probiotic activities of lactic acid bacteria isolated from human breast

Singh A. K. et al.
J. Biol. Engg. Res. & Rev., Vol. 1, Issue 2, 2014, 07-12
PROBIOTIC ACTIVITIES OF LACTIC ACID BACTERIA ISOLATED FROM
HUMAN BREAST MILK
Ashwani Kumar Singh*, Abhishek Pandey, Megha Sharma, Komudi and Anupam Singh
Department of Biotechnology, S.D. College of Engg. & Technology, Muzaffarnagar, UP, India
*Email: [email protected]
RECEIVED: 12/06/2014
REVISED: 28 /06/2014
ABSTRACT
ACCEPTED: 15/07/2014
Human breast milk contains potentially Probiotic lactic acid bacteria. Studies showed that this fluid has
beneficial effects on the health of neonates. It is a complex species-specific biological fluid adapted to satisfy
the nutritional requirements of the rapidly growing infants. These bacteria could protect the infant against
infections and contribute to the maturation of the immune system. In the present studies Isolates were
identified by biochemical tests and their characterization is performed by Probiotic behavior of Lactic acid
bacteria.
Key words: Human breast milk, Lactobacillus, Probiotics, Neonates, Biological fluid, Biochemical tests
INTRODUCTION
Breast milk is regarded as the best food for rapidlygrowing infants. Breast feeding protects newborn
against some disease such as infections, asthma and
allergy. This effect seems a result of the action of
some breast milk components, like different
antimicrobial
compounds,
immunoglobulins,
immunocompenent cells and also breast milk
contains Probiotic substances which stimulate the
growth of the beneficial bacteria in neonate gut [1].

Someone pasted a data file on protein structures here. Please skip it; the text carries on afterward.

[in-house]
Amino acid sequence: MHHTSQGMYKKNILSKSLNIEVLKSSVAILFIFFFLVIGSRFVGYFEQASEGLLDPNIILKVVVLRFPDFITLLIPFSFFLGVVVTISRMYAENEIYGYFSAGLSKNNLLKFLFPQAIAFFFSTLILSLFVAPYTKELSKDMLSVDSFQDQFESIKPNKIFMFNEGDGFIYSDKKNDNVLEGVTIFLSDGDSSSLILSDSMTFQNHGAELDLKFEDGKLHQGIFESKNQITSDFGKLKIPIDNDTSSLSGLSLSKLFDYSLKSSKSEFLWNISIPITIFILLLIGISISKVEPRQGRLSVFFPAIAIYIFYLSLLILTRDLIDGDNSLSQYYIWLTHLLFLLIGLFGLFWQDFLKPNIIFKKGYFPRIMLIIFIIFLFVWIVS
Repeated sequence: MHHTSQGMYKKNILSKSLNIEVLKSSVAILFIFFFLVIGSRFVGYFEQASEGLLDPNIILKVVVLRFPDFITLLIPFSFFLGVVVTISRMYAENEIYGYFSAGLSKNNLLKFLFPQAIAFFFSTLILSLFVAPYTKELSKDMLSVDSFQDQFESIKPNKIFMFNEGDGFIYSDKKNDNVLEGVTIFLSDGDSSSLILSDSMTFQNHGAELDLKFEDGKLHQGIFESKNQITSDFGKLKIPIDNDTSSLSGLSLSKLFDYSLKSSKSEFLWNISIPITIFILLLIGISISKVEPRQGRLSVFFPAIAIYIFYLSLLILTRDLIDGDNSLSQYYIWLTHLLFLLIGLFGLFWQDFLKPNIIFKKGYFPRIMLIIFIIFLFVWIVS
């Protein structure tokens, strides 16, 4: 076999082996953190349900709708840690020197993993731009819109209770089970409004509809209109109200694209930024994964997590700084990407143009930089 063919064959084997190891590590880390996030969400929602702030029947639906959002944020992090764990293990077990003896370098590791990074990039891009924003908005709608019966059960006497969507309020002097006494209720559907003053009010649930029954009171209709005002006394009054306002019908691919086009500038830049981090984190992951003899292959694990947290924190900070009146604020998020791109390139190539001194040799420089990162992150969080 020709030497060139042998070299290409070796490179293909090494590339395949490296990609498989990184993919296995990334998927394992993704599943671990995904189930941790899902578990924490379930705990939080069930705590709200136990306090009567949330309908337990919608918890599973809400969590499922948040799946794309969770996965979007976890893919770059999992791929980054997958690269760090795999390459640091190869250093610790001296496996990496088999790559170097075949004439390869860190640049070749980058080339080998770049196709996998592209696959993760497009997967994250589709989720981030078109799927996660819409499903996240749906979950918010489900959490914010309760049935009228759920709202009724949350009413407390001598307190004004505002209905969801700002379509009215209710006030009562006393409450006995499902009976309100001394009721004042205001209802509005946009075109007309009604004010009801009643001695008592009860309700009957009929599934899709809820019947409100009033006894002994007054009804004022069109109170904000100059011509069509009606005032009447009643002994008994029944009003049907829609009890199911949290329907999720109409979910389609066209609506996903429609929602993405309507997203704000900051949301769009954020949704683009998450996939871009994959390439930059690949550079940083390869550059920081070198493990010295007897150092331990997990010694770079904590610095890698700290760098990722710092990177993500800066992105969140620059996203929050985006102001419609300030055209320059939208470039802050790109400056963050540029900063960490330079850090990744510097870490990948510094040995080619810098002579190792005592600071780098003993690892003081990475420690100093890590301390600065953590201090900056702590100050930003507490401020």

In a general view human milk contains fat, protein,
carbohydrate, minerals and bacteria.
Additionally, it educates the infant immune system
and confers a certain degree of protection against
pathogens. These effects reflect the synergistic
action of many bioactive molecules, present in
colostrum and milk, including immunocompetent
cells, [2] immunoglobulins, fatty acids, polyamines,
oligosaccharides, lysozyme, lactoferrin and other
glycoproteins, and antimicrobial peptides, which
inactivate pathogens individually, additively, and
7|
synergistically [3]. Breast milk is really an
important factor in the initiation and development
and of course composition of the neonatal gut
microflora since it constitutes source of
microorganisms to the infant gut for several weeks
after birth [4,5]. It is estimated that an infant
ingests 1x10 5 to 1x10 7 commensal bacteria while
suckling if the infant consumes approximately 800
ml breast milk per day [2]. Lactobacillus gasseri,
Lactobacillus rhamnosus, Lactobacillus fermentum,